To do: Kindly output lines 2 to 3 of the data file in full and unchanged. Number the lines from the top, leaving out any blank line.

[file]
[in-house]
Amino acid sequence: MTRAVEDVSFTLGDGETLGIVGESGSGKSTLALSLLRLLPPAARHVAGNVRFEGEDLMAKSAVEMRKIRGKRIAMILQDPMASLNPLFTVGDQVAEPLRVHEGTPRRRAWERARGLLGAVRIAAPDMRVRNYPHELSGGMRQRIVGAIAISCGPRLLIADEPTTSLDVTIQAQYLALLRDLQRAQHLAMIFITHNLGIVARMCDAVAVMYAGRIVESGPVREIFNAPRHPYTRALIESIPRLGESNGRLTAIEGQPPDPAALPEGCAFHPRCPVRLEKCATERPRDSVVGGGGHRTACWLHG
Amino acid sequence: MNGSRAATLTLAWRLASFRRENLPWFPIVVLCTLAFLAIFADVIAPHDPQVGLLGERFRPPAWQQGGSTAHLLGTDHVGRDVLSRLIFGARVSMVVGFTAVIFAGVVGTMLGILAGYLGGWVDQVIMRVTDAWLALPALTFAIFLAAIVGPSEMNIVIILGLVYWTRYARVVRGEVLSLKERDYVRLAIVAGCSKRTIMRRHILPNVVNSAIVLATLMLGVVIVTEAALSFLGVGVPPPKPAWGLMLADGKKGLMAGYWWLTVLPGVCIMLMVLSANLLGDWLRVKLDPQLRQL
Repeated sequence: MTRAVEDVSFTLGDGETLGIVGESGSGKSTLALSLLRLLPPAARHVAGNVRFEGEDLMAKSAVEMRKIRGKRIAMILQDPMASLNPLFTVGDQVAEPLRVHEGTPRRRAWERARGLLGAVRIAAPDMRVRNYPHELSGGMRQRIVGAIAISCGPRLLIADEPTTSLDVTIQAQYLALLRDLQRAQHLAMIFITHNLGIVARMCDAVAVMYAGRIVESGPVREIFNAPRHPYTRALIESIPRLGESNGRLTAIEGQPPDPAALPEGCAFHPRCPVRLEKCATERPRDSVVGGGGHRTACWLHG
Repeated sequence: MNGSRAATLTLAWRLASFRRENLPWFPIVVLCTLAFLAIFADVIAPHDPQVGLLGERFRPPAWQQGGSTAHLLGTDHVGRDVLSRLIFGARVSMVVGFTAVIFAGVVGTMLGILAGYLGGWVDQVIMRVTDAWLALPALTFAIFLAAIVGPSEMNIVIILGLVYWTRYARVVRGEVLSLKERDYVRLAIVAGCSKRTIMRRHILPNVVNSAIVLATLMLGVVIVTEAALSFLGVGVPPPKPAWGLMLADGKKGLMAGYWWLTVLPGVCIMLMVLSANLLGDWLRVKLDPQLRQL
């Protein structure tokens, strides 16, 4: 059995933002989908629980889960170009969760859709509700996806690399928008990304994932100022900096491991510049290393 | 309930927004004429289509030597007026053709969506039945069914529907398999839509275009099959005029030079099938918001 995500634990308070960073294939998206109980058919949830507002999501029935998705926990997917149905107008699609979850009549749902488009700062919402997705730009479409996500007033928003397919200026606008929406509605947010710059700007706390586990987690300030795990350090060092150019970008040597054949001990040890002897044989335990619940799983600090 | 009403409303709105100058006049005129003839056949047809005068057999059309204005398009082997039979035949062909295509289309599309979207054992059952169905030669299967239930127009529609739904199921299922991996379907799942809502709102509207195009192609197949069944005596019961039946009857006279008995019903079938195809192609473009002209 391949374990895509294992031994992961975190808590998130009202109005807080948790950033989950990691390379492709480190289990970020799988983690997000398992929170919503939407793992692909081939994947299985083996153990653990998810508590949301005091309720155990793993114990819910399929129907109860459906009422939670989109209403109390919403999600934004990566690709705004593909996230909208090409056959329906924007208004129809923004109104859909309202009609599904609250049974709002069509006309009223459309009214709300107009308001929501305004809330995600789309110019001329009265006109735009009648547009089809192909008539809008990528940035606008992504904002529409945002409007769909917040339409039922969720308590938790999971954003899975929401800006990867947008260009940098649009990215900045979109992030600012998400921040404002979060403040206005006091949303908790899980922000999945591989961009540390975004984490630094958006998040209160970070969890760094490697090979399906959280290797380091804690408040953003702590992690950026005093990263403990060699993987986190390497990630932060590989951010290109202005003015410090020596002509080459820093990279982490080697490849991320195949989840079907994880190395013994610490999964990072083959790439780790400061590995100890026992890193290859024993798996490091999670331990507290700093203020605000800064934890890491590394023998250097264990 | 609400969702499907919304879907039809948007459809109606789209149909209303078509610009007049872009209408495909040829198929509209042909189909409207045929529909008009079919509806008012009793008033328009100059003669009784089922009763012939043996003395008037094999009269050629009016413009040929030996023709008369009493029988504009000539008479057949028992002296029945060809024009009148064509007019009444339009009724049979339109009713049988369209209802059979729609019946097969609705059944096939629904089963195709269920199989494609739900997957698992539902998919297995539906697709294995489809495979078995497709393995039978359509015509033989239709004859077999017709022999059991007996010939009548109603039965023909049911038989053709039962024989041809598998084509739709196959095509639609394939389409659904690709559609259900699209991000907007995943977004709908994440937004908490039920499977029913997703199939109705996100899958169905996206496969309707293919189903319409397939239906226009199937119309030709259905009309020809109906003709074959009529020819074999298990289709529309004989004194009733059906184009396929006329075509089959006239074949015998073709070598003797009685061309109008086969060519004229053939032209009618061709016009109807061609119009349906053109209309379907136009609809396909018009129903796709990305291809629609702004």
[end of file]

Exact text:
Amino acid sequence: MTRAVEDVSFTLGDGETLGIVGESGSGKSTLALSLLRLLPPAARHVAGNVRFEGEDLMAKSAVEMRKIRGKRIAMILQDPMASLNPLFTVGDQVAEPLRVHEGTPRRRAWERARGLLGAVRIAAPDMRVRNYPHELSGGMRQRIVGAIAISCGPRLLIADEPTTSLDVTIQAQYLALLRDLQRAQHLAMIFITHNLGIVARMCDAVAVMYAGRIVESGPVREIFNAPRHPYTRALIESIPRLGESNGRLTAIEGQPPDPAALPEGCAFHPRCPVRLEKCATERPRDSVVGGGGHRTACWLHG
Amino acid sequence: MNGSRAATLTLAWRLASFRRENLPWFPIVVLCTLAFLAIFADVIAPHDPQVGLLGERFRPPAWQQGGSTAHLLGTDHVGRDVLSRLIFGARVSMVVGFTAVIFAGVVGTMLGILAGYLGGWVDQVIMRVTDAWLALPALTFAIFLAAIVGPSEMNIVIILGLVYWTRYARVVRGEVLSLKERDYVRLAIVAGCSKRTIMRRHILPNVVNSAIVLATLMLGVVIVTEAALSFLGVGVPPPKPAWGLMLADGKKGLMAGYWWLTVLPGVCIMLMVLSANLLGDWLRVKLDPQLRQL